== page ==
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The U.S. Equal Employment Opportunity Commission


Agreement to Use Alternative Dispute Resolution for Employment Disputes

TACOMA, Wash. - The U.S. Equal Employment Opportunity Commission (EEOC) and the City of Tacoma today announced a Universal Agreement to Mediate (UAM) to submit all appropriate charges of employment discrimination filed with the EEOC to the federal agency's voluntary, mediation-based Alternative Dispute Resolution (ADR) program.

The City of Tacoma agreement is the sixth UAM entered into by the EEOC's Seattle District Office with local employers. This agreement is part of the EEOC's national initiative to resolve workplace disputes informally through ADR prior to an agency investigation or litigation.

"Employers are increasingly recognizing the many benefits of our voluntary ADR program. It's fair, non-adversarial, expeditious and cost-effective, and often resolves these conflicts to the satisfaction of all involved parties," noted Jeanette M. Leino, District Director of EEOC's Seattle District Office. "We commend the City of Tacoma for working with us to reach this important agreement."

"The City of Tacoma is committed to a well-qualified, trained workforce that reflects the diversity of the community," said Woodrow Jones, Human Resources Director for the City of Tacoma. "The City is proud to be the first public employer in the region served by the EEOC's Seattle District Office to join with the EEOC in a universal agreement to use ADR techniques to resolve EEO disputes. In the past, we have used ADR approaches such as mediation to successfully resolve disputes and look forward to this new partnership with the EEOC to use these approaches to resolve discrimination complaints."

EEOC's experience over the years has shown that 13-20% of mediated cases are resolved based solely on a non-monetary benefit, and some resolutions are obtained in only one session. Moreover, a comprehensive survey conducted by independent researchers showed that 91% of charging parties and 96% of employers that have used EEOC mediation would do so again if a charge was filed irrespective of issues, bases, size of employer, or whether the charge was resolved or not. The study concluded that the parties saw the EEOC's mediation process as fair, neutral, and efficient.

At an EEOC public Commission meeting on mediation, employer representatives from ConAgra Foods, Safeway Stores, Johns Hopkins Health Systems Corporation, the Equal Employment Advisory Council (which represents Fortune 500 companies), and the Society for Human Resource Management (the largest international association for HR professionals) cited the benefits of the EEOC's ADR program, including:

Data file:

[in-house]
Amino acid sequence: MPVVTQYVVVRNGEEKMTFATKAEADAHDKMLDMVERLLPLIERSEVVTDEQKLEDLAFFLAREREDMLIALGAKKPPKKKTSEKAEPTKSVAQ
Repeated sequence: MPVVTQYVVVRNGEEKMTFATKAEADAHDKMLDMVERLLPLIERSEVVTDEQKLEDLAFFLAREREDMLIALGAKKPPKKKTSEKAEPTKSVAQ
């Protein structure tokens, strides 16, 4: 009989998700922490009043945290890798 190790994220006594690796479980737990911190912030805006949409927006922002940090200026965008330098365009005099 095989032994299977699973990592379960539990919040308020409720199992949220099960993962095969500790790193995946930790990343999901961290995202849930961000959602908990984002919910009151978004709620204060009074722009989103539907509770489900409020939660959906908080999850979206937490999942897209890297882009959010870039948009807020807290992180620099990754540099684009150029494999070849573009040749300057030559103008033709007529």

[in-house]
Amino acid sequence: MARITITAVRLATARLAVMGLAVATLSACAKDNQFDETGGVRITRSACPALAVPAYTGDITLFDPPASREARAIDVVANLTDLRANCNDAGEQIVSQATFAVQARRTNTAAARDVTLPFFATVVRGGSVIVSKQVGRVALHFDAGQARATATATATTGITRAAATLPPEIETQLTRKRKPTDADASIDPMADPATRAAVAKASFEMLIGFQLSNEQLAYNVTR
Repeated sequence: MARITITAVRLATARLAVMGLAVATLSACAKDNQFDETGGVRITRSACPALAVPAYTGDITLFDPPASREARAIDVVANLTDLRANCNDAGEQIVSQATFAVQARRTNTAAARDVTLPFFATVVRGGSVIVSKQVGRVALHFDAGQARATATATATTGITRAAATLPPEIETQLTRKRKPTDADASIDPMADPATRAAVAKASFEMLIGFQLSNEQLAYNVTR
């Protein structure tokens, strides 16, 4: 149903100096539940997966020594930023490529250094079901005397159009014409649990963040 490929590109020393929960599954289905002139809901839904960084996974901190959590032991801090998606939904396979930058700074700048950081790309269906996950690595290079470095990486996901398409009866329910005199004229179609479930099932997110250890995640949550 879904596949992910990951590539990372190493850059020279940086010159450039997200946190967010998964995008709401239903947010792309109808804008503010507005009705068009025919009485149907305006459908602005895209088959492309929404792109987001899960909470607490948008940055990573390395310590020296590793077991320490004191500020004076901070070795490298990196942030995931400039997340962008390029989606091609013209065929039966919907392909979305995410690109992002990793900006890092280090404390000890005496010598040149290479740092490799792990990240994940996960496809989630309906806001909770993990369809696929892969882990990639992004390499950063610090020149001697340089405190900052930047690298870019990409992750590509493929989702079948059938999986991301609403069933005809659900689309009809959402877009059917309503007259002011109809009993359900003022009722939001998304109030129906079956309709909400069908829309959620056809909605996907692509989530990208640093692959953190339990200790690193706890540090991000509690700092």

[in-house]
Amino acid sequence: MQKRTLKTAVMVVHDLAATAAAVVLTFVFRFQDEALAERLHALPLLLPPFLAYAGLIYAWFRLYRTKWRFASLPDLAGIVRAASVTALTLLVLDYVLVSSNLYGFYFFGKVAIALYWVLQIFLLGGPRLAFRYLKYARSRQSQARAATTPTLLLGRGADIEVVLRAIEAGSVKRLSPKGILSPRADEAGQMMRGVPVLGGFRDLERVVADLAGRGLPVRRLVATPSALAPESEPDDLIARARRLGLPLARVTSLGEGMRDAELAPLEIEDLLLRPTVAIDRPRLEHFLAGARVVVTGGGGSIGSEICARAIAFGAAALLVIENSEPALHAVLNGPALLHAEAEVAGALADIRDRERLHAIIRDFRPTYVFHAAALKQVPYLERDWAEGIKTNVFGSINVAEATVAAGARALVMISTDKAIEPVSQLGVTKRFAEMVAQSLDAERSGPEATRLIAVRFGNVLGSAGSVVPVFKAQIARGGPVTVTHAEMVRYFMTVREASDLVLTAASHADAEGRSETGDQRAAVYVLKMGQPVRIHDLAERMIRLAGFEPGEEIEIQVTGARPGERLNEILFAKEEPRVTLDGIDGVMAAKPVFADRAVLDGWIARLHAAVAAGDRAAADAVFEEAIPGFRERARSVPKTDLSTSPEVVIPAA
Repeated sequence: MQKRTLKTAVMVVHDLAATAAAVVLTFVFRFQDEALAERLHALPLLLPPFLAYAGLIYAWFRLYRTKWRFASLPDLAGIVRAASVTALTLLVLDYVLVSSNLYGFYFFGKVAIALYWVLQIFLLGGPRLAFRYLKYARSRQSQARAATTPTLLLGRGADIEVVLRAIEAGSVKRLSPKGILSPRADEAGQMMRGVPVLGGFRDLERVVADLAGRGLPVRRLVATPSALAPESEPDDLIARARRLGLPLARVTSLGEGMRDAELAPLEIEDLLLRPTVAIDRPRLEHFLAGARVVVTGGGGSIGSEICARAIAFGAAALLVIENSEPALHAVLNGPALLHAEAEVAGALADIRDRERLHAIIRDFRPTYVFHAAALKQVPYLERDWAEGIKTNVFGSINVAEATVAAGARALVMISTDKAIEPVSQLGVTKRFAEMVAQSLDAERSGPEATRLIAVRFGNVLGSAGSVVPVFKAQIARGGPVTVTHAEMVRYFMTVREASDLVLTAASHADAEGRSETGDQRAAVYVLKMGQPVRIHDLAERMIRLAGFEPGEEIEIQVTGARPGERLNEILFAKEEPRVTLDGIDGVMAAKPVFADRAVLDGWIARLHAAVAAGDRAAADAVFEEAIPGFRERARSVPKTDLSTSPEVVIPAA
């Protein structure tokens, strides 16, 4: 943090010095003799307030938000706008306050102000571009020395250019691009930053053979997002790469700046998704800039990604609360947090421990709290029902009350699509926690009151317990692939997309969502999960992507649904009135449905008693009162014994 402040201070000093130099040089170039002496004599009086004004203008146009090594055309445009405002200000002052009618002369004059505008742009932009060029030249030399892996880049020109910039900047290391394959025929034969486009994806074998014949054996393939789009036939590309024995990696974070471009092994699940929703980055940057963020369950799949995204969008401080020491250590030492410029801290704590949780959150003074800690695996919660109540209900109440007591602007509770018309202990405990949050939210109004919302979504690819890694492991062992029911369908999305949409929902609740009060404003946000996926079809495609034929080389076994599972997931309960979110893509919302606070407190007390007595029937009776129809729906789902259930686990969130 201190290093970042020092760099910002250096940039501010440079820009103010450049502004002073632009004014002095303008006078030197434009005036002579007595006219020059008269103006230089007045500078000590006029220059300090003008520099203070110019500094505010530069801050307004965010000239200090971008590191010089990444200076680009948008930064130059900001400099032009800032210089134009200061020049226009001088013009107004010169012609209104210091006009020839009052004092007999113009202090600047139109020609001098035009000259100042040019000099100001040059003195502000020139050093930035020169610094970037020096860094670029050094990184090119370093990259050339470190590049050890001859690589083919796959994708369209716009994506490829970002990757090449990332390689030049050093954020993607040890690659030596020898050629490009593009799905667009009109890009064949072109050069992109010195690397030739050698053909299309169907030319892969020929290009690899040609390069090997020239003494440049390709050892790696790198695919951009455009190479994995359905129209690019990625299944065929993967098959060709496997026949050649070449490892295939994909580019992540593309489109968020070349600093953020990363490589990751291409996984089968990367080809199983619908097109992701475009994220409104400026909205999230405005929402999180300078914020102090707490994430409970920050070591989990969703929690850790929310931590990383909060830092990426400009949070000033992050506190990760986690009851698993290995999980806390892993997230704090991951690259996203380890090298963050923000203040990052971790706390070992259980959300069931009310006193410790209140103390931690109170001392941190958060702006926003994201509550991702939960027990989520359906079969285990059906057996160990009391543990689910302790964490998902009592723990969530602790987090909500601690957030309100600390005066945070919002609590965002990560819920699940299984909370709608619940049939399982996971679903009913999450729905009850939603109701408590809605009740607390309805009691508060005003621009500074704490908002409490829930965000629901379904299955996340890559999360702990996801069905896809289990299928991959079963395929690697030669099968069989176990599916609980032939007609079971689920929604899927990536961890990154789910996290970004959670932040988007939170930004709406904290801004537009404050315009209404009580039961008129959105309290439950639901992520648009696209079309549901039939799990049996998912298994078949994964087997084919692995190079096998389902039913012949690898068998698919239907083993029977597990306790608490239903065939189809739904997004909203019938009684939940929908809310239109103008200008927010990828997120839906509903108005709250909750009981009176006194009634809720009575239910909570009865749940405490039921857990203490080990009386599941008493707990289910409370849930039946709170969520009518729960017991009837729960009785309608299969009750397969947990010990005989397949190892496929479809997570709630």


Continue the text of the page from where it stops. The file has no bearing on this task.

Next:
• increased productivity
  • enhanced communications
  • positive employee relations
  • cost reductions
  • faster settlements of disputes

Expanding mediation is the centerpiece of EEOC Chair Cari Dominguez's Five-Point Plan to improve the EEOC's overall operational efficiency and effectiveness. Since April 1999, when its ADR program was launched nationally, the EEOC has mediated more than 50,000 cases with about 70% being successfully resolved in an average time of 85 days nearly half the time it takes to resolve a charge through the investigative process. As part of its efforts to expand its program, the EEOC has been partnering with large employers by entering into over 600 UAMs at the national, regional, and local levels. Further information about the EEOC's ADR Program is available on the agency's web site at

The City of Tacoma employs approximately 3,600 workers in agencies and departments, including schools, libraries, parks and recreation centers, courts, and health and social services.

The EEOC enforces Title VII of the Civil Rights Act of 1964, which prohibits employment discrimination based on race, color, religion, sex, and national origin; the Age Discrimination in Employment Act, which prohibits discrimination against individuals 40 years of age or older; sections of the Civil Rights Act of 1991; the Equal Pay Act; Title I of the Americans with Disabilities Act, which prohibits discrimination against people with disabilities in the private sector and state and local governments; and the Rehabilitation Act's prohibitions against disability discrimination in the federal government. The region served by the EEOC's Seattle District Office includes Washington, Oregon, Idaho, and Alaska.

This page was last modified on September 22, 2004.